In order to rehearse recovering a corrupted root filesystem, boot the linux boot image in rescue mode, and choose option ‘3’. You will find that the volume group is not active, it needs to be activated using:

# vgchange -ay
 3 logical volume(s) in volume group "ol" now active

Then overwrite the filesystem header for the logical volume ‘root’ in the volume group ‘ol’:

# dd if=/dev/zero of=/dev/ol/root bs=1k skip=2 count=1

A corrupted root filesystem can be recovered from in most cases, obviously depending on what and how much is corrupted in the filesystem, and the underlying device must be able to function after the corruption. In order to recover perform the following tasks:
– Boot from the linux boot image.
– Start rescue mode.
– Choose ‘3’.
– Activate LVM:

# vgchange -ay

– Repair the filesystem in the logical volume

# xfs_repair /dev/ol/root

– Exit the shell to reboot the system: ‘exit’.

Corrupted non root filesystem in LVM

On my system, I only got /home as a non root filesystem in LVM. When I corrupted this filesystem, the linux system will came up without any complaining on the console. To be honest, this was kind of surprising to me.

I needed to dig around in the /var/log/messages file to find an error message:

Oct  2 10:57:11 localhost lvm: 3 logical volume(s) in volume group "ol" now active
Oct  2 10:57:11 localhost systemd: Started LVM2 PV scan on device 8:2.
Oct  2 10:57:11 localhost mount: mount: wrong fs type, bad option, bad superblock on /dev/mapper/ol-home,
Oct  2 10:57:11 localhost mount: missing codepage or helper program, or other error
Oct  2 10:57:11 localhost mount: In some cases useful info is found in syslog - try
Oct  2 10:57:11 localhost mount: dmesg | tail or so.
Oct  2 10:57:11 localhost systemd: Found device /dev/mapper/ol-home.
Oct  2 10:57:11 localhost systemd: Mounting /home...
Oct  2 10:57:11 localhost systemd: Starting LVM2 vgchange on device 8:2...

Based on what I see, I interpret this as systemd activating LVM, and then mounting the filesystem, which gives an error. What I don’t understand is what systemd is doing when it says it found the logical volume device and mounts it.

This can be rehearsed by booting into rescue mode, choose option ‘3’, activate LVM ‘vgchange -ay’, and then overwrite the filesystem header in the logical volume: ‘dd if=/dev/zero of=/dev/ol/home bs=1k skip=2 count=1’.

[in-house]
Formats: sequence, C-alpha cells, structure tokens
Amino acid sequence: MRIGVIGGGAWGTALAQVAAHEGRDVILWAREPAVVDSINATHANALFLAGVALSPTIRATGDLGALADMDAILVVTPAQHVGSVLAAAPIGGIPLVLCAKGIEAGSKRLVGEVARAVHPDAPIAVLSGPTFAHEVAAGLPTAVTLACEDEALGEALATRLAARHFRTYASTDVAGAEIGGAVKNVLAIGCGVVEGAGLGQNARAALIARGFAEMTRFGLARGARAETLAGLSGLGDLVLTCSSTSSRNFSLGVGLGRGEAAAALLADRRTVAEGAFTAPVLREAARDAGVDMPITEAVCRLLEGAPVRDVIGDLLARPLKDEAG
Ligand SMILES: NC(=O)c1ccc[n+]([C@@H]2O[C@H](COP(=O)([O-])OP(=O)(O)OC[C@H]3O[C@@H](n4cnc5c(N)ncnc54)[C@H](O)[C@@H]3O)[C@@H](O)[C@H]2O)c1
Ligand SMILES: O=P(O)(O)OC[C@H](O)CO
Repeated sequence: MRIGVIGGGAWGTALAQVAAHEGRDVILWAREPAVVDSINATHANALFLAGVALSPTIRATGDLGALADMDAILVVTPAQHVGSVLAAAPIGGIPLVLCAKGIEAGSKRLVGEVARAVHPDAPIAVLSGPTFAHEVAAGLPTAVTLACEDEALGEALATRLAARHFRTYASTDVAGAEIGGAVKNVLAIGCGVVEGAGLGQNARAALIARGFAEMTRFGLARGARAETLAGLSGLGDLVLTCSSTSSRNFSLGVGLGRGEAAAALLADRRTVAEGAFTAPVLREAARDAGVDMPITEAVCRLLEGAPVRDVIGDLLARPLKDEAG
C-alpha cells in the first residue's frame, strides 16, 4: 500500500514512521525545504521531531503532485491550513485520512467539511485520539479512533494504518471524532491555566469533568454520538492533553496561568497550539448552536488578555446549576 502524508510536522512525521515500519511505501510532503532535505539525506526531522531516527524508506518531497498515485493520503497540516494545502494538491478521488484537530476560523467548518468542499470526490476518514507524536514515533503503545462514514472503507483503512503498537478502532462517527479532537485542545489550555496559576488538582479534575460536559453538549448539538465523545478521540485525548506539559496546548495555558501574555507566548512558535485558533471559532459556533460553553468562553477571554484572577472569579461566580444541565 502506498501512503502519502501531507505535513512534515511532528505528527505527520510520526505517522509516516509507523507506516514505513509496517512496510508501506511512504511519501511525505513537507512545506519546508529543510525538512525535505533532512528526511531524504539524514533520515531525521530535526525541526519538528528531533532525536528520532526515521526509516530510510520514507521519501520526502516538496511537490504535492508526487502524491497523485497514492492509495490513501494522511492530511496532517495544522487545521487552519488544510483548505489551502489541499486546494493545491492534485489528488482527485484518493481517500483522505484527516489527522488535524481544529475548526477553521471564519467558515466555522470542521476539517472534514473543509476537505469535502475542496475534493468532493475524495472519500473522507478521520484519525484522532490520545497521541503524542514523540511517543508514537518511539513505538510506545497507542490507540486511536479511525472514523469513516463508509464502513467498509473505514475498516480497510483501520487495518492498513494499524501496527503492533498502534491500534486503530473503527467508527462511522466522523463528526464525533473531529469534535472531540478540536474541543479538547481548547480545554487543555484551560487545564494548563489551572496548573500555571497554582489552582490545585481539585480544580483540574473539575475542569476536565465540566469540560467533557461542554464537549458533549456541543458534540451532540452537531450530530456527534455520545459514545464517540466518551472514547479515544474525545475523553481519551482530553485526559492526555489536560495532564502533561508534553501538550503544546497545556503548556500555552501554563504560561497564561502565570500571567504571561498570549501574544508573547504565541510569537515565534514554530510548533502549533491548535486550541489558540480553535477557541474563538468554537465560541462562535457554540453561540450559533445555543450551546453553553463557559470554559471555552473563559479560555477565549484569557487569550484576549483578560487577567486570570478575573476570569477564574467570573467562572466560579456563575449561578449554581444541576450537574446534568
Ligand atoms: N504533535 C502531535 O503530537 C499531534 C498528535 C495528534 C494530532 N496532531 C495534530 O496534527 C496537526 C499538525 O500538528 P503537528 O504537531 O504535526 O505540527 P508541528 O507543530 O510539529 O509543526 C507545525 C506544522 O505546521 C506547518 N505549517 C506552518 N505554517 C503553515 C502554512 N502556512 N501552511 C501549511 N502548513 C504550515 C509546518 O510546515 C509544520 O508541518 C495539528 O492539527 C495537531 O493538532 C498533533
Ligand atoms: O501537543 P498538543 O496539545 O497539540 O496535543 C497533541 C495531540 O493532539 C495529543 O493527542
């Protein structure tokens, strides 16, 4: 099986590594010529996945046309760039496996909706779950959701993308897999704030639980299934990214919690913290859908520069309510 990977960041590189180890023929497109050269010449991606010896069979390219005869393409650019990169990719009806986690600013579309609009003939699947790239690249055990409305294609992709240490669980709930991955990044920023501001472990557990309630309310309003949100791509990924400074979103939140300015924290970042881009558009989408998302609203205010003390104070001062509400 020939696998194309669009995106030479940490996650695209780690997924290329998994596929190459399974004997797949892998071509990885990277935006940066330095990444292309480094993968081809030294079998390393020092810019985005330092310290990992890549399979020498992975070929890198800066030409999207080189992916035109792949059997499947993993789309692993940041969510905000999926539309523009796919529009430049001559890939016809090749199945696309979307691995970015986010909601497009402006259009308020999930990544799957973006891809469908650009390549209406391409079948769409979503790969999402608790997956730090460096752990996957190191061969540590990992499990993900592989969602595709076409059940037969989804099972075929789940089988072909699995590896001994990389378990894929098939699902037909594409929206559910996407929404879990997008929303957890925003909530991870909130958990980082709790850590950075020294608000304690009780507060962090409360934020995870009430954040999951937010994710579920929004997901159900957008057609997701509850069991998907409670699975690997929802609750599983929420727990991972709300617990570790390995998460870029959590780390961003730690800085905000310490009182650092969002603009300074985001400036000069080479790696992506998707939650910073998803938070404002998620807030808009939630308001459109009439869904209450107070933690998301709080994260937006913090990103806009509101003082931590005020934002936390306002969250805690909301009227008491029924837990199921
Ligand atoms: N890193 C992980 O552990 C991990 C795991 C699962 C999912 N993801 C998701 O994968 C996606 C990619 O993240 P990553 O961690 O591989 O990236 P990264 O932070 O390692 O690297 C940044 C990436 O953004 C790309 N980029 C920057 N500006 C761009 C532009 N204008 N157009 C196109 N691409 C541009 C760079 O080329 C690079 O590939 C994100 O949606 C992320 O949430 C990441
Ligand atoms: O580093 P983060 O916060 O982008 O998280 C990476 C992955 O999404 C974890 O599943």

A corrupted non root filesystem in LVM can recovered from in most cases. There is no need to use the linux boot image for rescue mode. A linux system will come up when the root filesystem is valid and it can load enough from it to boot linux. The following needs to be done:
– Start a shell as root.
– Repair the filesystem in the logical volume: ‘xfs_repair /dev/ol/home’.
– Mount all filesystems: ‘mount -a’. This should mount the just repaired filesystem.

Corrupted swap in LVM

Just like a non root filesystem corruption mentioned above, the inability to activate a swap device is logged in the /var/log/messages file, but there is no explicit message on the console. Outside of logging the inability to active the swap device the system will come up happily, without swap if the only swap device is corrupted. These are the messages I could find in the /var/log/messages file:

Oct  2 11:32:39 localhost systemd: Found device /dev/mapper/ol-swap.
Oct  2 11:32:39 localhost systemd: Activating swap /dev/mapper/ol-swap...
Oct  2 11:32:39 localhost kernel: alg: No test for __gcm-aes-aesni (__driver-gcm-aes-aesni)
Oct  2 11:32:39 localhost kernel: XFS (sda1): Mounting V4 Filesystem
Oct  2 11:32:39 localhost swapon: swapon: /dev/mapper/ol-swap: swapon failed: Invalid argument
Oct  2 11:32:39 localhost systemd: dev-mapper-ol\x2dswap.swap swap process exited, code=exited status=255
Oct  2 11:32:39 localhost systemd: Failed to activate swap /dev/mapper/ol-swap.
Oct  2 11:32:39 localhost systemd: Dependency failed for Swap.
Oct  2 11:32:39 localhost systemd: Job swap.target/start failed with result 'dependency'.
Oct  2 11:32:39 localhost systemd: Unit dev-mapper-ol\x2dswap.swap entered failed state.
Oct  2 11:32:39 localhost kernel: Unable to handle swap header version 0

It seems systemd understands the swap device is not usable, previously we saw systemd didn’t detect filesystem issues on an LVM device.

This can be rehearsed by booting into rescue mode, choose option ‘3’, activate LVM ‘vgchange -ay’, and then overwrite the swap header: ‘dd if=/dev/zero of=/dev/ol/swap bs=1k count=2’.

A corrupted swap device in LVM can be recovered from if the underlying device is able to function.
– Start a shell as root.
– Format the swap device again, in my case the swap device is /dev/ol/swap: ‘mkswap /dev/ol/swap’.
– Activate swap: ‘swapon -a’.
– Validate swap has been activated: ‘swapon -s’.